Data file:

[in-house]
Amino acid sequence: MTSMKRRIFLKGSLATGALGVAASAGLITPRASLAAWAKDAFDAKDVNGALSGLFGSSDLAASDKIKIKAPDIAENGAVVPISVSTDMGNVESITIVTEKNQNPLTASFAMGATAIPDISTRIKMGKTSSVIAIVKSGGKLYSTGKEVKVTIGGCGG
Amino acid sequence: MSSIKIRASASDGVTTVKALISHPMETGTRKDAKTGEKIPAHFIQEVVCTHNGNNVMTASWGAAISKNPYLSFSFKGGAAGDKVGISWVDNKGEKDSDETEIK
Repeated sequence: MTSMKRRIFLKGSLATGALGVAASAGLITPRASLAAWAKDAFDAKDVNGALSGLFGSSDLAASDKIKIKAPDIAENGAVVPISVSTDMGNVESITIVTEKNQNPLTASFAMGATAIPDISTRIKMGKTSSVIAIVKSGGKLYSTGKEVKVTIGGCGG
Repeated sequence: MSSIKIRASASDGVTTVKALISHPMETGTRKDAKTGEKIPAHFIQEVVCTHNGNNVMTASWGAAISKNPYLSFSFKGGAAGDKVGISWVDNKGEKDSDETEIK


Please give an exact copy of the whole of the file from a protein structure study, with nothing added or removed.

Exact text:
[in-house]
Amino acid sequence: MTSMKRRIFLKGSLATGALGVAASAGLITPRASLAAWAKDAFDAKDVNGALSGLFGSSDLAASDKIKIKAPDIAENGAVVPISVSTDMGNVESITIVTEKNQNPLTASFAMGATAIPDISTRIKMGKTSSVIAIVKSGGKLYSTGKEVKVTIGGCGG
Amino acid sequence: MSSIKIRASASDGVTTVKALISHPMETGTRKDAKTGEKIPAHFIQEVVCTHNGNNVMTASWGAAISKNPYLSFSFKGGAAGDKVGISWVDNKGEKDSDETEIK
Repeated sequence: MTSMKRRIFLKGSLATGALGVAASAGLITPRASLAAWAKDAFDAKDVNGALSGLFGSSDLAASDKIKIKAPDIAENGAVVPISVSTDMGNVESITIVTEKNQNPLTASFAMGATAIPDISTRIKMGKTSSVIAIVKSGGKLYSTGKEVKVTIGGCGG
Repeated sequence: MSSIKIRASASDGVTTVKALISHPMETGTRKDAKTGEKIPAHFIQEVVCTHNGNNVMTASWGAAISKNPYLSFSFKGGAAGDKVGISWVDNKGEKDSDETEIK